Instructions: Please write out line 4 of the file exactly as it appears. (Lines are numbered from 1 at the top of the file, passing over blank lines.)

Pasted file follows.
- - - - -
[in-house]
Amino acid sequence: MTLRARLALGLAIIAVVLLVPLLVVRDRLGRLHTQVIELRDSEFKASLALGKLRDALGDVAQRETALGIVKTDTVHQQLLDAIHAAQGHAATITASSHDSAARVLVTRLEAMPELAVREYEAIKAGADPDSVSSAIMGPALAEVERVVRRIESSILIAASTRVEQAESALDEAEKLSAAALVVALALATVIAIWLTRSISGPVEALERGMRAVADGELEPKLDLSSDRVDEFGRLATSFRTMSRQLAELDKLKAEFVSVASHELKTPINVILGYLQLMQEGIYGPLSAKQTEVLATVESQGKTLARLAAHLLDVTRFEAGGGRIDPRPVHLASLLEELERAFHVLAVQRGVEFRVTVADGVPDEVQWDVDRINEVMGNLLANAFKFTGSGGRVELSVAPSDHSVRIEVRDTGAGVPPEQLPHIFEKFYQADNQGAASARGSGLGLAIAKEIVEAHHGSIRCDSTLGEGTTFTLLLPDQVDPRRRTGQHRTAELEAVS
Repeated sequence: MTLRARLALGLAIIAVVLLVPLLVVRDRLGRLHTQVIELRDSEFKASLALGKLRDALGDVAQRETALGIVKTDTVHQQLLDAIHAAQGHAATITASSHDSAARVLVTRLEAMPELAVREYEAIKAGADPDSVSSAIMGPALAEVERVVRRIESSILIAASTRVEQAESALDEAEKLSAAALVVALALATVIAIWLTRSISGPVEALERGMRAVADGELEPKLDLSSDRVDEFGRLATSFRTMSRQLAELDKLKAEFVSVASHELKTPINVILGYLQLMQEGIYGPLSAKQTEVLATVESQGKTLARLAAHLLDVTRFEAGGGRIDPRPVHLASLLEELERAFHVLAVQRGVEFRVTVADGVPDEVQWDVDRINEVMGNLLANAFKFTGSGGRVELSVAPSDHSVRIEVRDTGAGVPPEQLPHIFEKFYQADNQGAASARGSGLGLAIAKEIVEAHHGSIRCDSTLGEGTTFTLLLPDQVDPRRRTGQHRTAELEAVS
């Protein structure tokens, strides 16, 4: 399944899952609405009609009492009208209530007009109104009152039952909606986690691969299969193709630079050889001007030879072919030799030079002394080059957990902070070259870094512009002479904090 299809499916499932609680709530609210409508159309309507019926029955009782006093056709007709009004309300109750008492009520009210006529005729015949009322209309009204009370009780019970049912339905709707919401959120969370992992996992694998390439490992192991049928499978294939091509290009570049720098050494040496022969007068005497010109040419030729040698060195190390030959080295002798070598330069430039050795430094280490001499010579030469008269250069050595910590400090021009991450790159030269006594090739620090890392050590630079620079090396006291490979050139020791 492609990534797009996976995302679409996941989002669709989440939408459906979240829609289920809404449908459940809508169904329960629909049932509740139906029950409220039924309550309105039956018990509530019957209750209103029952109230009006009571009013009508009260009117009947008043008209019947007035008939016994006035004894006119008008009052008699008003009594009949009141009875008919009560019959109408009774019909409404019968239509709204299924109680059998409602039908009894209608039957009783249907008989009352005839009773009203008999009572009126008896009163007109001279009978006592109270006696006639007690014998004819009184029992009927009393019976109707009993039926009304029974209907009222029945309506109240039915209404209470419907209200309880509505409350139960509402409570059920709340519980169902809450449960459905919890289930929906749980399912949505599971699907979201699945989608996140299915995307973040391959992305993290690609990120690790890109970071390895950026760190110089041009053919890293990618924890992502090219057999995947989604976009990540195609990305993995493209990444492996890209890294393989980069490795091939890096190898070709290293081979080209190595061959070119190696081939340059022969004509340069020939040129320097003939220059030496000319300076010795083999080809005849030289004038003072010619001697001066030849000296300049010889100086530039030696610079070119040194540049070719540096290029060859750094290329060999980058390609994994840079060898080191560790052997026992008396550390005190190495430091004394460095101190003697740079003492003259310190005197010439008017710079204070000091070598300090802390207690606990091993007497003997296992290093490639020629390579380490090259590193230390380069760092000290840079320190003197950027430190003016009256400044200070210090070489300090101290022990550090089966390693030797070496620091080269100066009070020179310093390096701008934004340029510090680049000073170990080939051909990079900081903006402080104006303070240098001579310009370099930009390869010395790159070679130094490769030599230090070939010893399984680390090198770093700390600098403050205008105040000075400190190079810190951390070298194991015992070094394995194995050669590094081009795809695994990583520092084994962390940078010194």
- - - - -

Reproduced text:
């Protein structure tokens, strides 16, 4: 399944899952609405009609009492009208209530007009109104009152039952909606986690691969299969193709630079050889001007030879072919030799030079002394080059957990902070070259870094512009002479904090 299809499916499932609680709530609210409508159309309507019926029955009782006093056709007709009004309300109750008492009520009210006529005729015949009322209309009204009370009780019970049912339905709707919401959120969370992992996992694998390439490992192991049928499978294939091509290009570049720098050494040496022969007068005497010109040419030729040698060195190390030959080295002798070598330069430039050795430094280490001499010579030469008269250069050595910590400090021009991450790159030269006594090739620090890392050590630079620079090396006291490979050139020791 492609990534797009996976995302679409996941989002669709989440939408459906979240829609289920809404449908459940809508169904329960629909049932509740139906029950409220039924309550309105039956018990509530019957209750209103029952109230009006009571009013009508009260009117009947008043008209019947007035008939016994006035004894006119008008009052008699008003009594009949009141009875008919009560019959109408009774019909409404019968239509709204299924109680059998409602039908009894209608039957009783249907008989009352005839009773009203008999009572009126008896009163007109001279009978006592109270006696006639007690014998004819009184029992009927009393019976109707009993039926009304029974209907009222029945309506109240039915209404209470419907209200309880509505409350139960509402409570059920709340519980169902809450449960459905919890289930929906749980399912949505599971699907979201699945989608996140299915995307973040391959992305993290690609990120690790890109970071390895950026760190110089041009053919890293990618924890992502090219057999995947989604976009990540195609990305993995493209990444492996890209890294393989980069490795091939890096190898070709290293081979080209190595061959070119190696081939340059022969004509340069020939040129320097003939220059030496000319300076010795083999080809005849030289004038003072010619001697001066030849000296300049010889100086530039030696610079070119040194540049070719540096290029060859750094290329060999980058390609994994840079060898080191560790052997026992008396550390005190190495430091004394460095101190003697740079003492003259310190005197010439008017710079204070000091070598300090802390207690606990091993007497003997296992290093490639020629390579380490090259590193230390380069760092000290840079320190003197950027430190003016009256400044200070210090070489300090101290022990550090089966390693030797070496620091080269100066009070020179310093390096701008934004340029510090680049000073170990080939051909990079900081903006402080104006303070240098001579310009370099930009390869010395790159070679130094490769030599230090070939010893399984680390090198770093700390600098403050205008105040000075400190190079810190951390070298194991015992070094394995194995050669590094081009795809695994990583520092084994962390940078010194």